Cleveland Orchestra’s insurance refuses to pay for needed procedures after employee’s gender-affirmation surg - cleveland.com
CLEVELAND, Ohio— Cleveland Orchestra’s health insurance refused to pay for necessary surgeries for an employee who suffered complications from her gender-affirmation surgery, according to a lawsuit filed late Wednesday.
Rem Wransky filed the allegations in federal court in Cleveland against the orchestra and the third-party administrator of its insurance policy, Business Administrators and Consultants Inc. of Reynoldsburg.
The lawsuit accuses both the orchestra and the administrator of discriminating against her on the basis of sex. Wransky is listed on the orchestra’s website as its web developer.
Cleveland.com and The Plain Dealer reached out to a spokesman and spokeswoman for the Cleveland Orchestra, as well as to Wransky’s attorney, Mark Herron, and to Business Administrators and Consultants.
The orchestra hired Wransky in April 2021, about eight months after Wransky underwent gender affirmation surgery, the lawsuit said.
She experienced complications from the surgery, which caused pain and discomfort, and required additional procedures, the lawsuit said.
The orchestra changed its insurance policy on July 1, became self-insured and contracted with the Reynoldsburg firm to be its third-party administrator, according to the lawsuit. It denied Wransky’s request for surgery about two weeks later, saying it was medically unnecessary, and advised Wransky to have her doctors speak with its doctors, according to the document.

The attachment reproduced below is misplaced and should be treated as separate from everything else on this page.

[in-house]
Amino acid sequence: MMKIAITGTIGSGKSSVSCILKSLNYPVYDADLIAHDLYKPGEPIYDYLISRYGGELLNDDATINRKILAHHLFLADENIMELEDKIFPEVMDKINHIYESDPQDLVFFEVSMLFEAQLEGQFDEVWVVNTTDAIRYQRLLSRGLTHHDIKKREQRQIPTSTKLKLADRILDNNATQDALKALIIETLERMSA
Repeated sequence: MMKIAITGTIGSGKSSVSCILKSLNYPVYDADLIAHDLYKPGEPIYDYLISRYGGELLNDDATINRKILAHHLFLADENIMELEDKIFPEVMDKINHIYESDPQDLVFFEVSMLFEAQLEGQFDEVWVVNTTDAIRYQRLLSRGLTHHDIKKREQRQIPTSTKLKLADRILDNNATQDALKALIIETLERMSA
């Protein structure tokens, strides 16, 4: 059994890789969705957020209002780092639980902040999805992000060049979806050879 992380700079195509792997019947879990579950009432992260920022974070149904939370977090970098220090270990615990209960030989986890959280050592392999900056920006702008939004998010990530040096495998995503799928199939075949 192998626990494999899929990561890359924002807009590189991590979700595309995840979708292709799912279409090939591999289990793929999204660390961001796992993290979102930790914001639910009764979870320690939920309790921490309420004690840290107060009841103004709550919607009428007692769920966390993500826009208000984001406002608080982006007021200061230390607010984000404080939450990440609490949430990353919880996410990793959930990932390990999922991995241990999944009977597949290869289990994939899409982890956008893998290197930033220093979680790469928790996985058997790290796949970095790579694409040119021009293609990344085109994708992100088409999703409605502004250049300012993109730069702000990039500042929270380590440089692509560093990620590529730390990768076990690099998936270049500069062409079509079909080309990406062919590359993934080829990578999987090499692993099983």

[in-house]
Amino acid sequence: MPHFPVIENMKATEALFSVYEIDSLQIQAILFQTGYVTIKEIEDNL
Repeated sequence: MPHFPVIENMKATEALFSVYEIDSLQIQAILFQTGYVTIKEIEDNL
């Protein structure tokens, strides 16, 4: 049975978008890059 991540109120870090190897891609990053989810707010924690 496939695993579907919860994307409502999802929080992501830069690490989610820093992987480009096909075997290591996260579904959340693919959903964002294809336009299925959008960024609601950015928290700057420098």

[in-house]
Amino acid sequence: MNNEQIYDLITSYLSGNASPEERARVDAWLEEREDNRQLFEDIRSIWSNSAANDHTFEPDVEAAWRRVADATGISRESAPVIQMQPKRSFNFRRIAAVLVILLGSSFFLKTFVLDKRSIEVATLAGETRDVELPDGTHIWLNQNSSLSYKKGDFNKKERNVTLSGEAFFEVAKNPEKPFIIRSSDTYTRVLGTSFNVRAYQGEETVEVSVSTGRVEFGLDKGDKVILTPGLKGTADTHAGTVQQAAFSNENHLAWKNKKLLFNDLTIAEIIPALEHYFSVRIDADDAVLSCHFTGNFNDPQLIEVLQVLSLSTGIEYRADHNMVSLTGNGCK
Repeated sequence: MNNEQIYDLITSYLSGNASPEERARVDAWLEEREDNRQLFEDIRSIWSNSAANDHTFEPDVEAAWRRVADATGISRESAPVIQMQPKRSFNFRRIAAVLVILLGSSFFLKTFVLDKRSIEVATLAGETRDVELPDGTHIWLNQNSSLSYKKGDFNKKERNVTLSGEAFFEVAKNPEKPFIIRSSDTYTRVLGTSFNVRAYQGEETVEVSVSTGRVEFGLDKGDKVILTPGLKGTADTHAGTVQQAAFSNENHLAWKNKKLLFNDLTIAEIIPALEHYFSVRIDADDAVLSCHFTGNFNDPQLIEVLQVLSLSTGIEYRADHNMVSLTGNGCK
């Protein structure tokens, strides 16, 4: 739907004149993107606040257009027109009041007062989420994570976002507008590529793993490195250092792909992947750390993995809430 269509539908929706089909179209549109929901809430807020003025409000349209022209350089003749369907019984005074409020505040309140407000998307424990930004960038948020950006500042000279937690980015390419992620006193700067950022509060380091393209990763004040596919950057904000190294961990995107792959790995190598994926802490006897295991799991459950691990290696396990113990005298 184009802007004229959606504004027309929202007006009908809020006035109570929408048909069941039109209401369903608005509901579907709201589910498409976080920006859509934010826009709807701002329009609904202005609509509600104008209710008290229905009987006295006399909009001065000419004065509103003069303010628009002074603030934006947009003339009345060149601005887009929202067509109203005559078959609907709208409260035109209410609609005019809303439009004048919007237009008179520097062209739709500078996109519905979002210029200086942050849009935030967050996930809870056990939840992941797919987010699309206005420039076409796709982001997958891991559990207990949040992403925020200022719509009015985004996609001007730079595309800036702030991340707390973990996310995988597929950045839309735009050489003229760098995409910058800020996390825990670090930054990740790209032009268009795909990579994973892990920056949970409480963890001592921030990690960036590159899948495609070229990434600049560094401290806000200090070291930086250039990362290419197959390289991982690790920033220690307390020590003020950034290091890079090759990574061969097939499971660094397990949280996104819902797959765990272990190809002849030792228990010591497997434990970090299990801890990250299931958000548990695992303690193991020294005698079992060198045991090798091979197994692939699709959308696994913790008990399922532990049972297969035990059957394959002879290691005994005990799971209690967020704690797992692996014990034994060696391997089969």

The administrator’s physician-reviewer later determined the procedures were necessary, but the company upheld the denial of coverage, the lawsuit said. It did so based on an exclusion in Wransky’s insurance policy for “transsexual surgery or any treatment leading to or in connection with transsexual surgery,” according to the lawsuit.
The lawsuit seeks unspecified damages and attorney fees. It also seeks a court order declaring the orchestra and the administrator discriminated against Wransky, and it asks a judge to order the orchestra and the company never again discriminate against someone in Wransky’s position.
The case was assigned to U.S. District Judge Pamela Barker.
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